CityCount Feasibility Study Completed


Palaimon Team


December 29, 2022

With project CityCount we have demonstrated that an AI-based traffic counting of non-motorized traffic participants is feasible in a privacy-aware manner through real-time evaluation directly on the edge device.

Within the BMDV funded research project CityCount, the potential of a low-cost, mobile, easy to install solution is investigated, that can detect and count different classes of traffic participants.

The successful implementation was shown to be feasible for the entire concept. This includes the mobile hardware and camera setup, AI models that achieve real-time data evaluation, postprocessing, storage, visualization, and data provisioning to the user via an analytics dashboard.


The development is based on the real-time evaluation of video data on an edge device using multi-object-detection (MOD), multi-object-tracking (MOT), and a postprocessing step. Several pre-trained MOD and MOT models were tested and deployed on an edge device to investigate their capabilities and limitations. Their performance in real-time video data evaluation varied strongly. Real-time analysis was one of the main challenges within the feasibility study as tracking multiple objects in real-time is a prerequisite for a design that respects data privacy. The video data is processed directly on the device and no personal data is transferred or stored on the server.

Another challenge is the derivation of a count from the extracted MOT tracks which are broken in some parts due to the evaluation algorithm or obstructions of the objects. In a post-processing step, the MOT tracks have to be corrected in order to derive an accurate count. For counting, a region-of-interest (ROI) is defined. The count is based on the movement of objects across the borders of the ROI. The obtained tracks are not only used to derive a traffic count but can also be used to analyze the motion patterns of traffic participant, e.g. turn movement, direction of travel.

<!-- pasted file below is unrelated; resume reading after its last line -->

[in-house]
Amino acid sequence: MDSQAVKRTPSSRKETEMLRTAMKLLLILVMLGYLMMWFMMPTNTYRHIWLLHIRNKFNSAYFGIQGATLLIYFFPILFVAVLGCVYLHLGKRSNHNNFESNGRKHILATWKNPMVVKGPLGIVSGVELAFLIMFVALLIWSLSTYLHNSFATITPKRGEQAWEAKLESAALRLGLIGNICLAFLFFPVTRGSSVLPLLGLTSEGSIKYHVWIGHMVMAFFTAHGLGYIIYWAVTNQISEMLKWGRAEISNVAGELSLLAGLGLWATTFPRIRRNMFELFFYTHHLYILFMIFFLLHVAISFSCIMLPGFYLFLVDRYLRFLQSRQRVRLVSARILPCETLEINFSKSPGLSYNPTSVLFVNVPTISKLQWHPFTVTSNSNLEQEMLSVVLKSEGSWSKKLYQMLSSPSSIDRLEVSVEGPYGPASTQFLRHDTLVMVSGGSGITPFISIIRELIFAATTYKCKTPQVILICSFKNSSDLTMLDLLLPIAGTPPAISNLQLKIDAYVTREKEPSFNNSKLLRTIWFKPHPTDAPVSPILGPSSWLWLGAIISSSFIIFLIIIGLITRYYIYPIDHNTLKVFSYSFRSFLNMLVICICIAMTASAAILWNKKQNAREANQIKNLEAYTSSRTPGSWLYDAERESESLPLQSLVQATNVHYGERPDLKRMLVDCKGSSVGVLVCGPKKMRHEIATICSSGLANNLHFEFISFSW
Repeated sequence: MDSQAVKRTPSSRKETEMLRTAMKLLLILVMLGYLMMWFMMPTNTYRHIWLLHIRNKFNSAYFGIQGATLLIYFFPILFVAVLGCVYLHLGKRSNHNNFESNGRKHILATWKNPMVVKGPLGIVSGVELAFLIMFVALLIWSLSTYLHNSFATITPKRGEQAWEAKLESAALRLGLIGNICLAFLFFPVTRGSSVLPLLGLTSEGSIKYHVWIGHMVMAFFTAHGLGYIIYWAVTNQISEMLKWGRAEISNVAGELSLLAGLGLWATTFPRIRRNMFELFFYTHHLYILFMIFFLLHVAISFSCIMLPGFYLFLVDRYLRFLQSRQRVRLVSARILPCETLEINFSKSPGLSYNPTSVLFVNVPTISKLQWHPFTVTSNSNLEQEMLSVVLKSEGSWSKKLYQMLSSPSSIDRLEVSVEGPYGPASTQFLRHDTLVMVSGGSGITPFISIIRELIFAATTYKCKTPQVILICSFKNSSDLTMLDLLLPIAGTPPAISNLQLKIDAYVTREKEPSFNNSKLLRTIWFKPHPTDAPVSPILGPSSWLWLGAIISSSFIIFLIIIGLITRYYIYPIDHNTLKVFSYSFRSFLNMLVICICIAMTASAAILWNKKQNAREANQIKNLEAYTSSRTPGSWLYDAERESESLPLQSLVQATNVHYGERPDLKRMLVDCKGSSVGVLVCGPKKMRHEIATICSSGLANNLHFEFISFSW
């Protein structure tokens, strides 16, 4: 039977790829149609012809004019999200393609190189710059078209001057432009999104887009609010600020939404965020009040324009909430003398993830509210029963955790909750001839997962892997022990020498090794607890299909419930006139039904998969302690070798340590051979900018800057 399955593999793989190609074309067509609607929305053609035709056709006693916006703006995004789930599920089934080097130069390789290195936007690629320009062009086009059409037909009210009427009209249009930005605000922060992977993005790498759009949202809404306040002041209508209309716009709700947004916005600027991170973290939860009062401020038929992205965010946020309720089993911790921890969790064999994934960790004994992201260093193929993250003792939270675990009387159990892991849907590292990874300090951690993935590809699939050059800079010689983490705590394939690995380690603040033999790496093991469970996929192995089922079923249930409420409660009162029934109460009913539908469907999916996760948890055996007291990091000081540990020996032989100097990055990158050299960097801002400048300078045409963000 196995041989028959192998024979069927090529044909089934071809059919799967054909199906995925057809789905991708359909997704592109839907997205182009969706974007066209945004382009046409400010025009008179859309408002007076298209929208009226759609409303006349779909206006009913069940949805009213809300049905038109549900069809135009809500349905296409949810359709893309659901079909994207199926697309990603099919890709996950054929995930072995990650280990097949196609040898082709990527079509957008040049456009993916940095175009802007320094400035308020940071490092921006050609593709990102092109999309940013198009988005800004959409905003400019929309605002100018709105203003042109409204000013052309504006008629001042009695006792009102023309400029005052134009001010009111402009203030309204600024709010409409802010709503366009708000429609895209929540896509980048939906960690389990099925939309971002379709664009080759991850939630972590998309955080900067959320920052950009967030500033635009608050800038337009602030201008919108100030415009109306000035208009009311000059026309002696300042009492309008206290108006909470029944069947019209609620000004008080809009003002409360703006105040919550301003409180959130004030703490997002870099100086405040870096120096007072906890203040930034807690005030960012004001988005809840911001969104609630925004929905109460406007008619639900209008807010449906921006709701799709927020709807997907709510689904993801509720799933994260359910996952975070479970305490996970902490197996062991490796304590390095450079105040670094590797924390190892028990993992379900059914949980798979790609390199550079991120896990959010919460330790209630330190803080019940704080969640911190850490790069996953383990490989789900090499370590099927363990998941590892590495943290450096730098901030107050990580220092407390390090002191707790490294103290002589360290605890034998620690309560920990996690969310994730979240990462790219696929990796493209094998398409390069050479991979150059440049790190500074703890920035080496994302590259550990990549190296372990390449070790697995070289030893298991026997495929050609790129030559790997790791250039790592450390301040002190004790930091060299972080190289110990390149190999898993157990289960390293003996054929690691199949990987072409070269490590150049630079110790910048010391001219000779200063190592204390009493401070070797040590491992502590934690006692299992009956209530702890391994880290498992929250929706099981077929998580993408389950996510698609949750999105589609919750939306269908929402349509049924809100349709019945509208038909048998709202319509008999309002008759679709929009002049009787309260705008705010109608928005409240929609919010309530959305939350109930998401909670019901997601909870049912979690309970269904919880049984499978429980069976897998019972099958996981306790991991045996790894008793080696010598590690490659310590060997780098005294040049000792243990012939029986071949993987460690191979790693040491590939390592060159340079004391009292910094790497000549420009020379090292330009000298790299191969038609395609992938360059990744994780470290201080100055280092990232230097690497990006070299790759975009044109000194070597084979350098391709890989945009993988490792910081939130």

CityCount – Count and motion tracking

Within the project the adaptability and limitations of the device to other applications became apparent. Limiting factors are weather conditions, e.g. rainy weather lead to the detection of boats instead of cars by some algorithms due to the reflective wet surface of the street. Nonetheless, the solution can be adapted to a variety of applications/conditions by the targeted training of the AI model, e.g. new classes of traffic participant, or even counting the number of people traveling in cars.

The project addresses a gap between existing technologies for non-motorized traffic counting and the demand that occurs in city traffic management. Environmental changes, governmental strategies and residents demand for better solutions to increase inner-city non-motorized traffic. Cities are required to improve the infrastructure by setting up more bike paths and pedestrian zones. However, monitoring and counting non-motorized traffic volumes is a challenging task, there are currently no technologies that can monitor several classes of traffic participants, including new classes such as cargo bikes and e-scooters, in an automated manner.

The four associated partners

supported the project and provided helpful information about current gaps in technology and requirements regarding use cases and real-world applications.

The project was scheduled for one year and was successfully completed with the final presentation on 16.12.2022 where the results of the feasibility study were presented to project management organization, associated partners, and the public.